Most European countries are currently in deep financial trouble and are on austerity drives to try and stave off financial meltdown. When governments all over Europe are faced with decisions regarding which essential public services they may have to cut to try and cut spending deficits, spending hundreds of millions hosting an international football tournament isn’t high on the agenda for most European nations.

When the invitations to bid for EURO 2020 came in, the list was quite short. There was a half-hearted joint bid from Scotland, Wales and the Republic of Ireland that never really got off the ground; and a bid from Azerbaijan and Georgia, where neither party seemed exactly sure if it was a joint bid or separate ones, but neither bid really went anywhere. Turkey were the only nation to put in an official bid, despite having been ignored several times in the past. However, Istanbul is bidding for the 2020 Olympics, so as a result, UEFA were reluctant to award them the tournament as they don’t want their showpiece to turn into an afterthought.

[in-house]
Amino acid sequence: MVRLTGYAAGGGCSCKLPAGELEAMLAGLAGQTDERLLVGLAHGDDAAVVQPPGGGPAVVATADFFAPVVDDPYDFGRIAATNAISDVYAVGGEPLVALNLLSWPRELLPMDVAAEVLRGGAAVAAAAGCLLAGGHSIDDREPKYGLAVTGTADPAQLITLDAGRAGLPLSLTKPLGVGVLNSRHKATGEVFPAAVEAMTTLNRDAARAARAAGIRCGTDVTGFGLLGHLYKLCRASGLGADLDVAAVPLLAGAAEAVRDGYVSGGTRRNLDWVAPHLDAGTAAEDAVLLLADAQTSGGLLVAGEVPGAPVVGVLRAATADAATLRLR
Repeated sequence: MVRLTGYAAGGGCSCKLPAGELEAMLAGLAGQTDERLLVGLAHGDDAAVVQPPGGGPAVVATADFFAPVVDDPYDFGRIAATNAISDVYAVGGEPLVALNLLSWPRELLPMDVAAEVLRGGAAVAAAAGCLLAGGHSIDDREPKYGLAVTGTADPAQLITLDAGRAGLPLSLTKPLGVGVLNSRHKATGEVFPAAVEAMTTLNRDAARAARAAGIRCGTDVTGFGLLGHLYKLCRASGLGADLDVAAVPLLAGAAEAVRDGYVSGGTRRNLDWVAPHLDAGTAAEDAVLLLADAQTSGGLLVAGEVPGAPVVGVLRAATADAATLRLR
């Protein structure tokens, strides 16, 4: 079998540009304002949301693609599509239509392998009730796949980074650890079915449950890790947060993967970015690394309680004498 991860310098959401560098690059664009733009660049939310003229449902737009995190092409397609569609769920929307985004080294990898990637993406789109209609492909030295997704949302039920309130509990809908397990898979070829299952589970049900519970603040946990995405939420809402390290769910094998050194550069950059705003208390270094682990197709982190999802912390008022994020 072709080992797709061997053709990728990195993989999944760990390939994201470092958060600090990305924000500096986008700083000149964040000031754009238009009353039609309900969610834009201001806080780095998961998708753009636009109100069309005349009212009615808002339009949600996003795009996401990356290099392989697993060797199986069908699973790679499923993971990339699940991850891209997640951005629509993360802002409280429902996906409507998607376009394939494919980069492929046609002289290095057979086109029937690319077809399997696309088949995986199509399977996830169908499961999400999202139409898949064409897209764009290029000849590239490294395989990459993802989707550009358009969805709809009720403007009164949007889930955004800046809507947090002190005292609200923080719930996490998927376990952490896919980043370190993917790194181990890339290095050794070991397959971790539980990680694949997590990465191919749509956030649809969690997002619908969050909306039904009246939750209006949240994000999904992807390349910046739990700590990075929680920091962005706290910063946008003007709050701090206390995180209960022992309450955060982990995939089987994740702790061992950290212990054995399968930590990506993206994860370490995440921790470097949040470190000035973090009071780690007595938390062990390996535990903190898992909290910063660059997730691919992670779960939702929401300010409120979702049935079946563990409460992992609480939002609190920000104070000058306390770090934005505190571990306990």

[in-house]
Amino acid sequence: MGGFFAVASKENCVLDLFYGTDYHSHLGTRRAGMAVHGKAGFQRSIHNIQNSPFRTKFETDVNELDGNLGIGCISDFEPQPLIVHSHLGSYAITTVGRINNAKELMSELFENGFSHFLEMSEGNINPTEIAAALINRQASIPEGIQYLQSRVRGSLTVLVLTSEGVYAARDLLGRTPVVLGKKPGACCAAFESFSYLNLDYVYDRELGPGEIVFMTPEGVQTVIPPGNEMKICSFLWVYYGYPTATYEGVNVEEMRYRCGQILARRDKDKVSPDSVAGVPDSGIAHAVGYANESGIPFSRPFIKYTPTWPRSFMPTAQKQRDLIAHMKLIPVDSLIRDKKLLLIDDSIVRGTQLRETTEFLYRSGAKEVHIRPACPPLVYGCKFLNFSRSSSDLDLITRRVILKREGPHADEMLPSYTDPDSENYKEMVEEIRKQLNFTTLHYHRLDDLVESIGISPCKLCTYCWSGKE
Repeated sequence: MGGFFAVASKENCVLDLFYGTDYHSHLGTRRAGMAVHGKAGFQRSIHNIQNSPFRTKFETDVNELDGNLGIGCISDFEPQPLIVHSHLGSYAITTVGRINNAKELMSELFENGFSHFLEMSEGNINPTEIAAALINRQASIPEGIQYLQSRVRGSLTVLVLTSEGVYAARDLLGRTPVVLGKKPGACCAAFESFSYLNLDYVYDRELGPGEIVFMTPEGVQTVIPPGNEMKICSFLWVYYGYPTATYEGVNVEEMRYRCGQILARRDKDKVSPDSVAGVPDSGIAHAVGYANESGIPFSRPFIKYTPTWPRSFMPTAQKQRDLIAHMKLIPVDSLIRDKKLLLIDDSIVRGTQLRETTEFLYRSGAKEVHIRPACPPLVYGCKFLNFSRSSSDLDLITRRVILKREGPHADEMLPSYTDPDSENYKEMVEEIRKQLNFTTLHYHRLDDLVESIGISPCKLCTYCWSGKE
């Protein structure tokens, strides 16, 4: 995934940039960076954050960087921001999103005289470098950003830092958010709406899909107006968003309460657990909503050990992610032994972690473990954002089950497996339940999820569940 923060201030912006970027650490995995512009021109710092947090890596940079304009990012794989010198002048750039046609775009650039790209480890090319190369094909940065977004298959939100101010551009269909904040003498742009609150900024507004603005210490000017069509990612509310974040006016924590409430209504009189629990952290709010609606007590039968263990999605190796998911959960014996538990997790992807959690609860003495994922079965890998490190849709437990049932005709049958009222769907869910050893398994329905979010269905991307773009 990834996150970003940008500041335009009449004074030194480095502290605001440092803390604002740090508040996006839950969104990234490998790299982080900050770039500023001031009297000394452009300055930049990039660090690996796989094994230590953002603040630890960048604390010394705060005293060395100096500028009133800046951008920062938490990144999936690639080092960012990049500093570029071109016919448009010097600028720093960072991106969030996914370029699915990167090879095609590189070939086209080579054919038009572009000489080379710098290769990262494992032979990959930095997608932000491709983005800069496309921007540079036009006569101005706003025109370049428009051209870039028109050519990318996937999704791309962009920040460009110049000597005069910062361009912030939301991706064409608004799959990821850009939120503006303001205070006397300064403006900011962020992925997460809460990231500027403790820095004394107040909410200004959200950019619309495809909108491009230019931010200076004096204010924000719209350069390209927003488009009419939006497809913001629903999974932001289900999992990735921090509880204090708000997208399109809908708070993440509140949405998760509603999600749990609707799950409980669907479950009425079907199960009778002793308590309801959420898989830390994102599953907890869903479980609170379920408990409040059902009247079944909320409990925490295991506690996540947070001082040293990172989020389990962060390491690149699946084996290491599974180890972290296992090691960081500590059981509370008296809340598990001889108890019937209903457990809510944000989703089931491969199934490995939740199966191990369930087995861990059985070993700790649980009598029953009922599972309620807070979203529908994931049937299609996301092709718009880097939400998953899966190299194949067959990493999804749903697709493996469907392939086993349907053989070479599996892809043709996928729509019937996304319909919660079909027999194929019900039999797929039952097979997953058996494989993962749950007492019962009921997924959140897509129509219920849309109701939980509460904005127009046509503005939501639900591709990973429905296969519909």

The lack of an appealing bid from a host nation, or host nations, has led to UEFA announcing that EURO 2020 will be held in 13 cities all over Europe, rather than in one place. “We’re looking at something bigger and more united,” UEFA President Michel Platini said.

“Countries that would never have had the chance to host the Euros will be able to participate in this festival of football.

“The situation is difficult in Europe. It’s hard to ask one country to invest in 10 stadiums like in Ukraine. There’s also the idea of belonging to a European country. It’s a great idea to mark the anniversary.

“The Euros will go to the fans. It’ll meet supporters. In previous years, they had to go to the Euros. Everything will be done so that the fans are able to get to games.”

It hasn’t been announced exactly how it’ll work; there has been some vague talk about the seeded teams being the hosts, but Platini has assured fans they won’t have to travel from side of Europe to the other in order to follow their team.

UEFA have insisted that this will be a one-off, and they plan to revert to having the tournament based in one host country, or host countries, for the 2024 tournament, but I can’t help but get the feeling that this idea may be the shape of things to come rather than a one-off.